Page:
Montaione is an ancient medieval village in the heart of Tuscany. The area around Montaione was once covered in water, with only the mountain behind Iano poking his head above the seas. For this reason, the land around Castelfalfi and Tonda is full of sea fossils. Riding through Castelfalfi two weeks ago with the wonderful company of two scientists and their adult children, the father pointed out how many fossils he could see in the dirt under our feet. He joked that as a scientist it was hard for him to not leap off the horse and start digging, as these were old fossils – and interested him immensely.
In our trainers office is a large completely intact shell found out on the trails, and many of our friends in the area have wonderful examples that they themselves have found whilst out walking or riding. The most impressive fossil found so far was dug up in the 1980’s and can be viewed at the museum in Montaione. The fossil is that of a prehistoric whale ‘Balaena Montalionis’ which lived around 3.5 million years ago. This fossil was found in Castelfalfi, only a 15 minute ride from our stables.
The area is also home to relics of a more recent nature – said with tounge in cheek, as the earliest human civilization evidence starts with the Etruscans (2000+ years ago).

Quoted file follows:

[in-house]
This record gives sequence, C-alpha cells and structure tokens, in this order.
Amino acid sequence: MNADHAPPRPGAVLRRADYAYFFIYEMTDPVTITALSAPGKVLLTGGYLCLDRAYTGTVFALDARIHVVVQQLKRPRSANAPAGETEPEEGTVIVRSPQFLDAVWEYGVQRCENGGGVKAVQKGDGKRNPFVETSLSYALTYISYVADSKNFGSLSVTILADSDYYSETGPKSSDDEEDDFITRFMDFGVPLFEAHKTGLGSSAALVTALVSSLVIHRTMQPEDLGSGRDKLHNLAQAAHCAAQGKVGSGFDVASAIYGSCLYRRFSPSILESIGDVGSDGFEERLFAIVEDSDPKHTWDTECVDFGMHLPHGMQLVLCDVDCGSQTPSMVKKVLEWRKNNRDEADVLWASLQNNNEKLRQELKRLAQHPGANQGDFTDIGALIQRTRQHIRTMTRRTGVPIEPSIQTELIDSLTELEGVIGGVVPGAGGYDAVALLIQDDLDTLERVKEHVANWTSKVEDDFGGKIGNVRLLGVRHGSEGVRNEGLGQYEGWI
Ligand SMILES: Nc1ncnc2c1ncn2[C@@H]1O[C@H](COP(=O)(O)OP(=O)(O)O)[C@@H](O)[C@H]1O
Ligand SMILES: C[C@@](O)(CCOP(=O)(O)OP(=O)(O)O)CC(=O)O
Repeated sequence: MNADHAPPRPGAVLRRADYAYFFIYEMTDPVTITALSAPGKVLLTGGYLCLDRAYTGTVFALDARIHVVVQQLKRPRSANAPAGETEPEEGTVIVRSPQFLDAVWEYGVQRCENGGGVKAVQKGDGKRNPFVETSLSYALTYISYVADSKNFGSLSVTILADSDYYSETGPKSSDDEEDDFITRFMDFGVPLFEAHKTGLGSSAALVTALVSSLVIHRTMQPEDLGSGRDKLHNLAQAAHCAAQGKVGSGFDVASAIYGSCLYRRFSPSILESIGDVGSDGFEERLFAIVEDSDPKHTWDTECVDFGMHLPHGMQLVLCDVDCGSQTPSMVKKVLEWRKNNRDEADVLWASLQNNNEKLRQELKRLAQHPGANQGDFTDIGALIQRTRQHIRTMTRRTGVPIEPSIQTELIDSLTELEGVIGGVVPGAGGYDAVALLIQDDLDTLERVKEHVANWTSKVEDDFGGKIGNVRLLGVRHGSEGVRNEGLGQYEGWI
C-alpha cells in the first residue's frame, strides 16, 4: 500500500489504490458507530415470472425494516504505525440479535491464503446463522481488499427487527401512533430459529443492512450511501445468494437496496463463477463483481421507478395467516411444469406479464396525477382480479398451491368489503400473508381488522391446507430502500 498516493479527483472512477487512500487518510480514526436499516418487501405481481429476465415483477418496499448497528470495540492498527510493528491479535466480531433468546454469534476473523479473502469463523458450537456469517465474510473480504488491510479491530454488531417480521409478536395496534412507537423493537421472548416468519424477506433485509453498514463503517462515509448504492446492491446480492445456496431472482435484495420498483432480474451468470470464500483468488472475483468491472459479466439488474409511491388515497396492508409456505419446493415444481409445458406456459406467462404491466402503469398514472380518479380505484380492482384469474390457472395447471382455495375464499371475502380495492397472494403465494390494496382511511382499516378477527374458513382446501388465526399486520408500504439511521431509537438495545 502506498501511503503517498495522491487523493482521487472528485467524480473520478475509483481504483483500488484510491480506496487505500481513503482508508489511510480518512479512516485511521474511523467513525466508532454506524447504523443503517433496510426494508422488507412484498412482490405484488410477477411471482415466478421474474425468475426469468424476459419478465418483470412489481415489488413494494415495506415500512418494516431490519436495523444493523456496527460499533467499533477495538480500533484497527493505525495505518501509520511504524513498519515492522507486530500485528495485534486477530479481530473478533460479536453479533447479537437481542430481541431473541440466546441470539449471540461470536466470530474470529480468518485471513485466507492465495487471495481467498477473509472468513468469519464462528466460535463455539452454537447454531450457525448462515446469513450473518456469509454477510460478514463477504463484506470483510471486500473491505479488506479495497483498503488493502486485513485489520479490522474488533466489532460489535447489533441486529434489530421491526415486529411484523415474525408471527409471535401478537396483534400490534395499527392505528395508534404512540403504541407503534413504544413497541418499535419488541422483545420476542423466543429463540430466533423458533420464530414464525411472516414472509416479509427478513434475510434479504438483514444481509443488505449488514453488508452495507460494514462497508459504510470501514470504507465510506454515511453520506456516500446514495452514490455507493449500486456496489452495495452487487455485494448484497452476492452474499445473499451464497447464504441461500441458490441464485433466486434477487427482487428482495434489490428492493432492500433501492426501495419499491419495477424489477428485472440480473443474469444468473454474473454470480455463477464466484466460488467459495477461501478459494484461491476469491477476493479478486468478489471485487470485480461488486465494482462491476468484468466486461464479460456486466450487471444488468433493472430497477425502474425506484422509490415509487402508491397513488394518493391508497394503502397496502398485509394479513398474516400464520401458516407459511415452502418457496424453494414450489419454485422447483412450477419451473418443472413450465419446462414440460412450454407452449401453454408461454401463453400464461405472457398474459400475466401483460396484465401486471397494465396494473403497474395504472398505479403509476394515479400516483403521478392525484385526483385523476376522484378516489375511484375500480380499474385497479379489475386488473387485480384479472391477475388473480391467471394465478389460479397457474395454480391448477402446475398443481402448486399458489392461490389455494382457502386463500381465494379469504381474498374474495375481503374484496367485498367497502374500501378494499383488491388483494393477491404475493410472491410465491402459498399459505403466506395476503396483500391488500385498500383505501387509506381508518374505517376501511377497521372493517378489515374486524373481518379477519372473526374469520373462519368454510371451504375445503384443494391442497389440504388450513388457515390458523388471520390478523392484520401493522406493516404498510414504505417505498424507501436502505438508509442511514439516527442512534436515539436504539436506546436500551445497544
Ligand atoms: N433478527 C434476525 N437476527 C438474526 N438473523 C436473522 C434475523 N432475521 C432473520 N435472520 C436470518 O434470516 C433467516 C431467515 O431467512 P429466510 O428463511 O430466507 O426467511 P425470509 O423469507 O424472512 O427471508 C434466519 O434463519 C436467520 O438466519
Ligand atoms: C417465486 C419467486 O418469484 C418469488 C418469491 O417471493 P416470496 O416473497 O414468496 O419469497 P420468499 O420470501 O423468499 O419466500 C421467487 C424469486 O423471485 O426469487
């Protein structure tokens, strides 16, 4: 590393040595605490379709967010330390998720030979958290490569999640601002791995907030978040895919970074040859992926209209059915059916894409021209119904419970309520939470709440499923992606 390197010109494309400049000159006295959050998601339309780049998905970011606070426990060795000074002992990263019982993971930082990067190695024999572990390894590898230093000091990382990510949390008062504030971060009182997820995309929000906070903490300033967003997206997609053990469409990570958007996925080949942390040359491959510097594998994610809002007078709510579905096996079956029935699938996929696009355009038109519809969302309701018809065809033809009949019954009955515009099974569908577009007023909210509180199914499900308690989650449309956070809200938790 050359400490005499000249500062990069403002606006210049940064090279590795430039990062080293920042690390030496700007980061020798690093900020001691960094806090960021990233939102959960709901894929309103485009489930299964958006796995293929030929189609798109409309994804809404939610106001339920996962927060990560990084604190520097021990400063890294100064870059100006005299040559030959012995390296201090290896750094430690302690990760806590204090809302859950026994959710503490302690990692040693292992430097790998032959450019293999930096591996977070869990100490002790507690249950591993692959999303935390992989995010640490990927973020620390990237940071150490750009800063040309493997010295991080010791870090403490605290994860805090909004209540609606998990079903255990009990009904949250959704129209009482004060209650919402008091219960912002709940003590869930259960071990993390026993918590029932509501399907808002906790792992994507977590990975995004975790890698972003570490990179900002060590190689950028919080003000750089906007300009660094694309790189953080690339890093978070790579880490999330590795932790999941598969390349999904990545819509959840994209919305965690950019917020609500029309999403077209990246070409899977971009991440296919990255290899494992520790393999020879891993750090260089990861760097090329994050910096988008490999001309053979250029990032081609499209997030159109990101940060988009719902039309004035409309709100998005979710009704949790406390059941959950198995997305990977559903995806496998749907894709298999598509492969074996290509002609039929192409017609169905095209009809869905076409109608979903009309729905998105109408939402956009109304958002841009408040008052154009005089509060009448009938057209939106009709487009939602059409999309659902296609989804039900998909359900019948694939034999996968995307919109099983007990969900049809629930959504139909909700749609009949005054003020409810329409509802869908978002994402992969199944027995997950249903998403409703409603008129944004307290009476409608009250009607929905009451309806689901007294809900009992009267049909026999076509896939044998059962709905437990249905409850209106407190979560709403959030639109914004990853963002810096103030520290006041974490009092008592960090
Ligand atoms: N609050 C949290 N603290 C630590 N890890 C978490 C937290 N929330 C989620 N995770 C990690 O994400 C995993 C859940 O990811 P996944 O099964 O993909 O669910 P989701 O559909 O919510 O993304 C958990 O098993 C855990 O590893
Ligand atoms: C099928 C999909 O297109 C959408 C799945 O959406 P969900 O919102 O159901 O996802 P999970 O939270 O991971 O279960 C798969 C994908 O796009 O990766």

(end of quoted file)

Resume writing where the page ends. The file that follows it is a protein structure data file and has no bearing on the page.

The Etruscans populated Tuscany thousands of years ago. Volterra, which can be seen from Tonda, was in Etruscan times called Velathri and was one of the 12 cities of the Etruscan confederation.Today their is a great museum full of Etruscan artifacts inside the town as well as a series of underground tombs that can be visited free of charge outside ‘Diana’s Gate’ (which is also of Etruscan origin).
Horses were important to the Etruscans, and their tombs and vases were often decorated with images of beautiful strong equines, pulling chariots, or carrying soldiers.
Their is still very little known about the Etruscan people, as after the civilization fell to the Romans, they were periodically exterminated – and the language soon died out. Their language has also been the hardest to decipher of all the ancient languages (such as Akkadian, Babylonian, Mycenaean and Egyptian). What we do know is mainly due to what has been left behind in their tombs and from Greek texts. The Etruscan horses were known to have been some of the best in Europe -as well as the fastest. The forms depicted in tombs are far from stumpy short legged ponies – but rather elegant, muscled and well formed racehorses.
Today, riding through the area, we are riding on the same land that the Etruscans kept their horses thousands of years ago .
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